Of course, becoming a blogger isn’t the only flexible job in existence. Spouses of residents who have kids can learn new skills, like graphic design and coding, and learn how to build businesses during their off hours.

I personally enjoy being an entrepreneur because of the flexible hours. I can speak with my physician clients in the morning, pick up my son from preschool, and work more at night after my children go to sleep.

My wife and I have found a way for her to pursue her career as a pediatric pulmonologist and for me to grow my financial planning practice.

With the help of family (we had no family near us in residency so moved closer to our family after fellowship,) we’ve been able to save on childcare costs, hire part-time babysitters, and find a way to make it all work.

Ultimately, the residency lifestyle isn’t an easy one, but if a non-physician spouse can find a way to build a flexible career or work remotely for a company, that can go a long way in reducing childcare costs.

4. Consider Living Apart

While living apart from your spouse and your kids is definitely not preferred, sometimes it might be necessary.

I know a married couple who are both residents. The husband pre-matched in psychiatry in New York City, which guaranteed him a residency spot.

However, his wife wanted to match general surgery. Knowing how unpredictable their schedules would be with two residents in the family, his wife purposely ranked programs in her home state of Florida first.

She matched in Miami, which is what she wanted because her mother and extended family helped take care of their little boy.

They are now in their second year of living apart, and they are surviving. But, it’s not easy. Still, these are the hard decisions some families have to make to ensure their kids get quality childcare during the grueling training years.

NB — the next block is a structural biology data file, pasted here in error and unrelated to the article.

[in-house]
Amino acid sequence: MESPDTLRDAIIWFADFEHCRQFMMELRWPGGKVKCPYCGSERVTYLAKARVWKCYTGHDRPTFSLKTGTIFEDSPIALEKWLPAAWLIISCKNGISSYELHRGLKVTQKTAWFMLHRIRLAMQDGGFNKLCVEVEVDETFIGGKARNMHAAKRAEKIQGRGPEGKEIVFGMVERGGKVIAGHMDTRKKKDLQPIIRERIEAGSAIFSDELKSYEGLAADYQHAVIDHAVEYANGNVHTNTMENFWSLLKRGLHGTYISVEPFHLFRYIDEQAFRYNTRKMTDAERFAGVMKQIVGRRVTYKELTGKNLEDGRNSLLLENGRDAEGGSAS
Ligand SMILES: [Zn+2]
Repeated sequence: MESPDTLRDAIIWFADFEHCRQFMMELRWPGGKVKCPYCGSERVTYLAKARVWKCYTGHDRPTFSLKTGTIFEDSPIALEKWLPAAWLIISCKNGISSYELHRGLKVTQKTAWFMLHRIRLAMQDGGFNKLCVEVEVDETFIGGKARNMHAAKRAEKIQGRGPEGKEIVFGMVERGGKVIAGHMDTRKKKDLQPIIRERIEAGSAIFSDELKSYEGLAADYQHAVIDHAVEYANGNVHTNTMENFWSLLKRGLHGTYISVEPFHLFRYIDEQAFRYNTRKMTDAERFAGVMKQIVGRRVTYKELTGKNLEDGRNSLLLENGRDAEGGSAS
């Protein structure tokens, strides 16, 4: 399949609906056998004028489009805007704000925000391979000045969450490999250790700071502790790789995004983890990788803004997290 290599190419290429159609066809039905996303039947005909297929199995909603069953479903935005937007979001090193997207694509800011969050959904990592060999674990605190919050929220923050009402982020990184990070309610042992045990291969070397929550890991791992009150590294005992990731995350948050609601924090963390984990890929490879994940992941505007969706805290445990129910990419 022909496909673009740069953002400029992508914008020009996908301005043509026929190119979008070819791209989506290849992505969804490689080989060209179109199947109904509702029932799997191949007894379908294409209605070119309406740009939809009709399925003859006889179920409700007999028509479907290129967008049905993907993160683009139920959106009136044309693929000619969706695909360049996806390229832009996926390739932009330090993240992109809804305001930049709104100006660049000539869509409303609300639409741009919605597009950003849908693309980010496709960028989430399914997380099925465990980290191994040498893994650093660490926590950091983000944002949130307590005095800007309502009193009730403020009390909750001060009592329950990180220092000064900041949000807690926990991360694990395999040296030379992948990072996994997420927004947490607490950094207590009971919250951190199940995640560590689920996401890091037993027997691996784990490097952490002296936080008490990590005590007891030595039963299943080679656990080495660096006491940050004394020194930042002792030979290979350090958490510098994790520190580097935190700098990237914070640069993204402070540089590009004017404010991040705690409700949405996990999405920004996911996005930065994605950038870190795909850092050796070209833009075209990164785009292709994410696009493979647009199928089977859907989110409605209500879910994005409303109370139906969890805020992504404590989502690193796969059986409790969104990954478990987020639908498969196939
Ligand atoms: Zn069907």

5. Build Your Own Village

Lastly, it’s important to remember you’re not alone. There are many people in your area who have a spouse and children while enduring residency.

It’s important to build your own village when you’re not close to your own family.

I’ve befriended many men via the DMD Facebook page, a private Facebook group just for dads married to doctors. There are similar private Facebook groups for women. One popular one is called Lives of Drs Wives.

You can even form your own spouse’s group at your local hospital. By meeting other people married to doctors, you can work together, exchange babysitting for those rare date nights, and even get recommendations of nannies, babysitters, and daycares from other residents who are further along in their journey.

Residency can be very isolating, so be sure to tap into your village to find out some of the people who are living similar lives to the one you are.

In Conclusion

What type of childcare options did you use in residency? Or, what advice do you have for current parents going through their residency journey? Leave a comment for our readers below.